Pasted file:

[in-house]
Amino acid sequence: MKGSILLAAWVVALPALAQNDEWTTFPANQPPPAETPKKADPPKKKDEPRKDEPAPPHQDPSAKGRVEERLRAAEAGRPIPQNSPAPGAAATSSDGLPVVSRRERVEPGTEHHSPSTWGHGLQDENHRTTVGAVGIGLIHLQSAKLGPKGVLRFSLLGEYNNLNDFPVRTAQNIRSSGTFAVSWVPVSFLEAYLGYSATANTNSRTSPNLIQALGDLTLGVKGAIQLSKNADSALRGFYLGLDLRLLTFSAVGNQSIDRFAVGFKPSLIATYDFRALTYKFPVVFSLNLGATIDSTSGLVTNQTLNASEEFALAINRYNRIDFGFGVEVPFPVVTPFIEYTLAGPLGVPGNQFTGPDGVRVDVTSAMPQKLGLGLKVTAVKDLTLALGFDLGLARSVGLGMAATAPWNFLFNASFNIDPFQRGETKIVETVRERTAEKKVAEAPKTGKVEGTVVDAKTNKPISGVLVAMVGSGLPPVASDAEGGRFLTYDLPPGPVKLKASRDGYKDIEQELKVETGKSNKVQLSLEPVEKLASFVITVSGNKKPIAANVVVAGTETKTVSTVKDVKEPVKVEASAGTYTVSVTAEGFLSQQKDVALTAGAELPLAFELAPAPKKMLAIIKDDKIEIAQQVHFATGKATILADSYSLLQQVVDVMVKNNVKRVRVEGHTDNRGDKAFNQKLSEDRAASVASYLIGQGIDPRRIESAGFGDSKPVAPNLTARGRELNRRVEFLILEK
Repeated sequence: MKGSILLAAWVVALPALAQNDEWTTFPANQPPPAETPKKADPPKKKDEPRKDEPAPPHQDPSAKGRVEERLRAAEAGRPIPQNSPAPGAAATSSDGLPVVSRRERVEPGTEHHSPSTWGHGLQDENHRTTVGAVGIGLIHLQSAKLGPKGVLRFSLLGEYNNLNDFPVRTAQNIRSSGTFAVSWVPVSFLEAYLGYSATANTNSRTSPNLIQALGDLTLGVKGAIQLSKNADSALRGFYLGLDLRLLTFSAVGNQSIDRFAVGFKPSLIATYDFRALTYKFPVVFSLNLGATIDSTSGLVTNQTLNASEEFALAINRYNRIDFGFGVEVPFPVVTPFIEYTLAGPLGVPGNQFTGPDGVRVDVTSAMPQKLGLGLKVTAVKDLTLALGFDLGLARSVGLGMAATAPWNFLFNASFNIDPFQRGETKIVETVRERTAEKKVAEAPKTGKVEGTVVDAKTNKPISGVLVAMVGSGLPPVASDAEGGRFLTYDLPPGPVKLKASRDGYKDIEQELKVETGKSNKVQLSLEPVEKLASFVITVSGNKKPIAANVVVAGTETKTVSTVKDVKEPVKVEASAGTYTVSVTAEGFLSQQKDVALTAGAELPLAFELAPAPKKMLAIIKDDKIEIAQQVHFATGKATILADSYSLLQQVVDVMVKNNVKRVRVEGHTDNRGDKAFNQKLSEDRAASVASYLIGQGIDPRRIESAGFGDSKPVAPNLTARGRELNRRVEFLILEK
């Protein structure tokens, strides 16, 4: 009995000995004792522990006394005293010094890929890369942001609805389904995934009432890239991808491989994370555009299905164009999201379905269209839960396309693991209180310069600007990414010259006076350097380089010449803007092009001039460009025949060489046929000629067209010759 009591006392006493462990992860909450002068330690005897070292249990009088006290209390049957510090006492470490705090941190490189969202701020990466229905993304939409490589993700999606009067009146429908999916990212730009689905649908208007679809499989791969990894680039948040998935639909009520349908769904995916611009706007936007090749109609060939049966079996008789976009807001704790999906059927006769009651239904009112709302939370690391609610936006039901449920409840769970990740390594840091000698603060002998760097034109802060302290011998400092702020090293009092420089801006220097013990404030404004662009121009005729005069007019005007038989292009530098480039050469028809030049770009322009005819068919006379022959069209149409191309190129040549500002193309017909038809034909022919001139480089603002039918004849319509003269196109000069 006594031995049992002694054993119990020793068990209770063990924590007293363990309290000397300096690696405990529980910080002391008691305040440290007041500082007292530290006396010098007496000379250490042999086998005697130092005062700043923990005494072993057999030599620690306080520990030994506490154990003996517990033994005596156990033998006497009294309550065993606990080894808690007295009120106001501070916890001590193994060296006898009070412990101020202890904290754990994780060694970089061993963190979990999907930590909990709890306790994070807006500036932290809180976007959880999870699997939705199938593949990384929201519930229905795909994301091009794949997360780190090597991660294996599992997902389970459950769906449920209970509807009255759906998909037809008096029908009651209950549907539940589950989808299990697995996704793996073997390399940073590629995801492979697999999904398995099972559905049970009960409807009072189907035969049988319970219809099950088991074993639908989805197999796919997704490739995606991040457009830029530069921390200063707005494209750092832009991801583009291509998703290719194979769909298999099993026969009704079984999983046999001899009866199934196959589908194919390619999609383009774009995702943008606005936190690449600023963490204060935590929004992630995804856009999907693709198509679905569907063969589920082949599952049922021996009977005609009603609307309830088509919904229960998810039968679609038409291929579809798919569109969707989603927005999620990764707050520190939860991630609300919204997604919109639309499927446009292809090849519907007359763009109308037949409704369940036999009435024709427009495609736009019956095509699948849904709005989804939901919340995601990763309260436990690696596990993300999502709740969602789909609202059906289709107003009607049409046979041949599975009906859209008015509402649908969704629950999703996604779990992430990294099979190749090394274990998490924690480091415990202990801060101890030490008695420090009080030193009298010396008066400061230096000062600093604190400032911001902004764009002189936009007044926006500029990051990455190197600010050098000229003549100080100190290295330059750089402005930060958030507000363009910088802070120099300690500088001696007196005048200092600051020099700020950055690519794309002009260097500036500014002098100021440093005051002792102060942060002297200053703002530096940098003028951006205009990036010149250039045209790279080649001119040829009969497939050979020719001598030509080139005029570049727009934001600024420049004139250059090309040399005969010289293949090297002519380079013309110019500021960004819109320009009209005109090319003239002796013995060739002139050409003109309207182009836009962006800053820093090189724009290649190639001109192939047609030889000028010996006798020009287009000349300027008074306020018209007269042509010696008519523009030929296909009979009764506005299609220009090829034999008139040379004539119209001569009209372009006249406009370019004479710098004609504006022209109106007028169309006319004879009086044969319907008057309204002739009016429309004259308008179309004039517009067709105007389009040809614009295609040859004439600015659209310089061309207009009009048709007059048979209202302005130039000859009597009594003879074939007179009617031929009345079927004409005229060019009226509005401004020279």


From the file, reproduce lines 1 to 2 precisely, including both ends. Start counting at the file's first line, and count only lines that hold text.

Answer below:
[in-house]
Amino acid sequence: MKGSILLAAWVVALPALAQNDEWTTFPANQPPPAETPKKADPPKKKDEPRKDEPAPPHQDPSAKGRVEERLRAAEAGRPIPQNSPAPGAAATSSDGLPVVSRRERVEPGTEHHSPSTWGHGLQDENHRTTVGAVGIGLIHLQSAKLGPKGVLRFSLLGEYNNLNDFPVRTAQNIRSSGTFAVSWVPVSFLEAYLGYSATANTNSRTSPNLIQALGDLTLGVKGAIQLSKNADSALRGFYLGLDLRLLTFSAVGNQSIDRFAVGFKPSLIATYDFRALTYKFPVVFSLNLGATIDSTSGLVTNQTLNASEEFALAINRYNRIDFGFGVEVPFPVVTPFIEYTLAGPLGVPGNQFTGPDGVRVDVTSAMPQKLGLGLKVTAVKDLTLALGFDLGLARSVGLGMAATAPWNFLFNASFNIDPFQRGETKIVETVRERTAEKKVAEAPKTGKVEGTVVDAKTNKPISGVLVAMVGSGLPPVASDAEGGRFLTYDLPPGPVKLKASRDGYKDIEQELKVETGKSNKVQLSLEPVEKLASFVITVSGNKKPIAANVVVAGTETKTVSTVKDVKEPVKVEASAGTYTVSVTAEGFLSQQKDVALTAGAELPLAFELAPAPKKMLAIIKDDKIEIAQQVHFATGKATILADSYSLLQQVVDVMVKNNVKRVRVEGHTDNRGDKAFNQKLSEDRAASVASYLIGQGIDPRRIESAGFGDSKPVAPNLTARGRELNRRVEFLILEK